Elayne Clift


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Rosie the Riveter Revisited

Elayne Clift writes about women, politics, and social issues from Saxtons River, Vt.

Remember Rosie, the symbol of women’s role in the factories of World War II? Well, she’s back. But this time she’s on the battlefield and in the bunkers.  She’s taking her place alongside the burly GI’s in Iraq and Afghanistan, and she’s practically invisible.

She is women like Emily Perez, a 23-year old West Point graduate who was killed recently when a convoy she was leading was blown to bits near Najaf.  She is medical officer and National Guardswoman Megan O’Connell who spent over a year in Ramadi.  She is Tammy Spicer, a captain with the Missouri National Guard who drove a big truck and commanded an entire transportation operation somewhere else in Iraq, having also served in Kuwait.

The interesting thing about women’s role in the military during current operations, in addition to the fact that it is hardly talked about, is that it harkens back to how the rules got changed in Rosie’s day.  Back then, women were supposed to be happy homemakers who were there to support their men.  But when those men went marching off to war and those same women were needed in America’s factories, the propaganda changed. Suddenly Uncle Sam was talking to women too when he said “we need YOU!”
After the war when Johnny came marching home again, of course, women were once again shunted off to solitary confinement in their new suburban homes, admonished to be happy with their shiny new Mix-masters and Hoovers.

It remains to be seen what mixed messages today’s military women will receive if and when they ever get to hang up their rifles and keys to the jeep.  But isn’t it interesting how things have changed since the days of vociferous arguments against women in combat?  How vigorously some argued against it, or women in the military at all!  Why, they would distract if not outright seduce the men, create havoc when they were PMS-ing, be unable to carry their fair share of the load.  And it would be heinous to see women’s bodies coming back in body bags.  Well, so far, 65 women have come home that way, and no one is saying a word.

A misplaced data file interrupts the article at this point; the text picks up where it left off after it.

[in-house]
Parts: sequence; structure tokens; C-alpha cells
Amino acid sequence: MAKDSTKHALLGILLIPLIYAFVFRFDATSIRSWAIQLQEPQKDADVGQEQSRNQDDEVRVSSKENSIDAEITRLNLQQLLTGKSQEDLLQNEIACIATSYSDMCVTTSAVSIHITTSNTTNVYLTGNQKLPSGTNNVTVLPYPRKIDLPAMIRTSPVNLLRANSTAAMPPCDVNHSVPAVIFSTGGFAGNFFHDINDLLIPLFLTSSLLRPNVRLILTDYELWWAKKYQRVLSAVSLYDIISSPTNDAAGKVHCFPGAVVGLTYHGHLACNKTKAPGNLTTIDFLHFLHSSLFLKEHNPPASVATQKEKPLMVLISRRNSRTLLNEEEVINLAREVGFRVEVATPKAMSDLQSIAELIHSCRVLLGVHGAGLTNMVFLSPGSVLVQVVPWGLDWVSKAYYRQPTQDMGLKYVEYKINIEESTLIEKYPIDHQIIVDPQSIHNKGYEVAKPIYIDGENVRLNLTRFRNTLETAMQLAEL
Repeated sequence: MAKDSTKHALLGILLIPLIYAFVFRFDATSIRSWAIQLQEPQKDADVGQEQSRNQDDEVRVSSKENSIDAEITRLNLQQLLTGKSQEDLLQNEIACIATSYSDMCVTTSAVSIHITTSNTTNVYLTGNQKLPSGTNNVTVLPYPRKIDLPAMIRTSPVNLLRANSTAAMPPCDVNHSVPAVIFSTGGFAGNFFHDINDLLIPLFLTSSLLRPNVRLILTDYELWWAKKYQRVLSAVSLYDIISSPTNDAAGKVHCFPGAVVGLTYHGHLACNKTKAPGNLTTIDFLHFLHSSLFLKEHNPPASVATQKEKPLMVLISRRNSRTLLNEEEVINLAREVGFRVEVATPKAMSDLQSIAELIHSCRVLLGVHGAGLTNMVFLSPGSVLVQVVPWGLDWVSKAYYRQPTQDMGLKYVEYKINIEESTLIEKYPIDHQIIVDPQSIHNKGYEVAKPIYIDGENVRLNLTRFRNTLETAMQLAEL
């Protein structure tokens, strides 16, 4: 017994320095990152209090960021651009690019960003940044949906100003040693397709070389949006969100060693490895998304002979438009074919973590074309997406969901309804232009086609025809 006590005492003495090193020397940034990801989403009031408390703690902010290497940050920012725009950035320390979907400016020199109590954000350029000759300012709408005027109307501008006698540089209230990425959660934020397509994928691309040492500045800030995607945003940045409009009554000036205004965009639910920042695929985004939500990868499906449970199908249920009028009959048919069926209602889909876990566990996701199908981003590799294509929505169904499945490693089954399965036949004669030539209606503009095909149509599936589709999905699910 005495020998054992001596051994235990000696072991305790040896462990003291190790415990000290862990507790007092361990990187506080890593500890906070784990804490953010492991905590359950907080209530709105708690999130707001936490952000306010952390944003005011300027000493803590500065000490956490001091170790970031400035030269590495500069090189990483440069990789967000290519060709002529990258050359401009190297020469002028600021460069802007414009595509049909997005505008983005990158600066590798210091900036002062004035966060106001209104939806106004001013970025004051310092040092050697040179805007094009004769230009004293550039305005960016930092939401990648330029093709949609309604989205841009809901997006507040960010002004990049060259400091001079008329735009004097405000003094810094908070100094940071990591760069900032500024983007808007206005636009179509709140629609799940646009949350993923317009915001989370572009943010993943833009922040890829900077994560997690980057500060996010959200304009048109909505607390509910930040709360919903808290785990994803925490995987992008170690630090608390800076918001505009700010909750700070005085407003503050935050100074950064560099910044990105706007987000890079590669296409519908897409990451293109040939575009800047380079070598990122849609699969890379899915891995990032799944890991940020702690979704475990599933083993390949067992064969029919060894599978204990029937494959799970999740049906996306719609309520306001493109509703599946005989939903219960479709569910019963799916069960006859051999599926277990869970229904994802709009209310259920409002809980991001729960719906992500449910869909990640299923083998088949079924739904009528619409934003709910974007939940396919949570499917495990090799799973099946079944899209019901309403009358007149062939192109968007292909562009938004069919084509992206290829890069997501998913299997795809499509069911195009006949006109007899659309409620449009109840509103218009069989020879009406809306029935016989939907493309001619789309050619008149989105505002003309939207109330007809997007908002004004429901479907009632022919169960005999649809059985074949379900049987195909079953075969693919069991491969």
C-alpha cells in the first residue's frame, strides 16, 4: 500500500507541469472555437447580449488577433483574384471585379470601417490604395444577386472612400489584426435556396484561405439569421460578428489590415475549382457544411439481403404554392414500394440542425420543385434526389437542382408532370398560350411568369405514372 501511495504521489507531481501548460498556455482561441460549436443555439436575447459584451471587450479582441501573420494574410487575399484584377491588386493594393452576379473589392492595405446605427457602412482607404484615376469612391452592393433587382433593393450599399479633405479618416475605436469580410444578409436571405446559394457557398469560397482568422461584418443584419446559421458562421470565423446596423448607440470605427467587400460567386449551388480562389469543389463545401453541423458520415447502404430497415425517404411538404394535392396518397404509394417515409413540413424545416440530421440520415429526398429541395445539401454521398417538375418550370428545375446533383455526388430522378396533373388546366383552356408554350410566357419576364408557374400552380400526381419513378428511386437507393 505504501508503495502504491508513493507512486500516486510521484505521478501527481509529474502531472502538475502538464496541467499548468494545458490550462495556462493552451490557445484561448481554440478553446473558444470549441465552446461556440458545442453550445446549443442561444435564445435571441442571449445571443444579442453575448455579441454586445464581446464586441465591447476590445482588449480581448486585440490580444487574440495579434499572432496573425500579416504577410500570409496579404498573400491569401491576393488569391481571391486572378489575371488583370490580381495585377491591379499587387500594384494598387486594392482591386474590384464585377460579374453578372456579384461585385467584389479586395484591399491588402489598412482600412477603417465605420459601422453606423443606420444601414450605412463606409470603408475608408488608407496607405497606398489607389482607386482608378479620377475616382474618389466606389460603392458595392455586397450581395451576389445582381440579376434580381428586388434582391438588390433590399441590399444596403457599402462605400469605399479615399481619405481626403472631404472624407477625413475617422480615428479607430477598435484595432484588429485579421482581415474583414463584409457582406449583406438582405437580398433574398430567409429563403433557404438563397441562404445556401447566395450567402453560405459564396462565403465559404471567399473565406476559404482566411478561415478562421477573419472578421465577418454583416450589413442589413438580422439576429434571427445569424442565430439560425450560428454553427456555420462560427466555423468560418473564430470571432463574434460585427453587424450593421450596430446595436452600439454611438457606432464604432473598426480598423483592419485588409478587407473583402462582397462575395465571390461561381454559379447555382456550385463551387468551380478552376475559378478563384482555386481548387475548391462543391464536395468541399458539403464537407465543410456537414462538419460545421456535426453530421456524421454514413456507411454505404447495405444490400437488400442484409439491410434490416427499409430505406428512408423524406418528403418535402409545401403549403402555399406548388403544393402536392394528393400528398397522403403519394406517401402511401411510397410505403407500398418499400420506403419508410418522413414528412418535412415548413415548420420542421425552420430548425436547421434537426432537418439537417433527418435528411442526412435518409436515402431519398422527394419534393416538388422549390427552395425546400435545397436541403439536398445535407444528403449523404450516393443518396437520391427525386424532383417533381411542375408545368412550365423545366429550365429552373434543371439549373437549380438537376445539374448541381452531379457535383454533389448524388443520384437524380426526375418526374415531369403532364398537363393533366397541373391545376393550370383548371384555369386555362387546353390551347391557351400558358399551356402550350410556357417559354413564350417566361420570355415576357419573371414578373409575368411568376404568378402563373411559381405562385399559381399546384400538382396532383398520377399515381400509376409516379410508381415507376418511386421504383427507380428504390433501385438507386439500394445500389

Could it be that we just couldn’t get the job done without women?  After all, the number of troops deployed is hardly sufficient to get the job done, and already 2,700 men have also been shipped home in those black bags. (And there are all those soldiers, men and women, who have come home horribly wounded.) As writer Lizette Alvarez put it in a recent New York Times article (9/24/06), “circumstances have outpaced arguments.”  

There are still things women in the military aren’t allowed to do.  Technically at least, they can’t serve as ground combat forces.  They can’t “co-locate,” i.e., support troops at the front line.  So, officially, for example, female medics can’t get upfront and personal, although the rules have been bent repeatedly because there just aren’t enough male troops to go around.  Some returning soldiers have said that the Pentagon is openly ignoring its own rules and putting women out in front because they are so badly needed.

I suppose when it’s all over, and God willing it will be soon, policymakers and pundits will once again debate the idea of women serving in the military equally with men.  In the meantime, they’re out there, facing not only the challenges of war, but from some reports, continuing harassment and sexual assault as well.  They’re coming home with lost limbs and post-traumatic stress syndrome just like the guys.  I hope when they do get back, they receive the respect and admiration they deserve.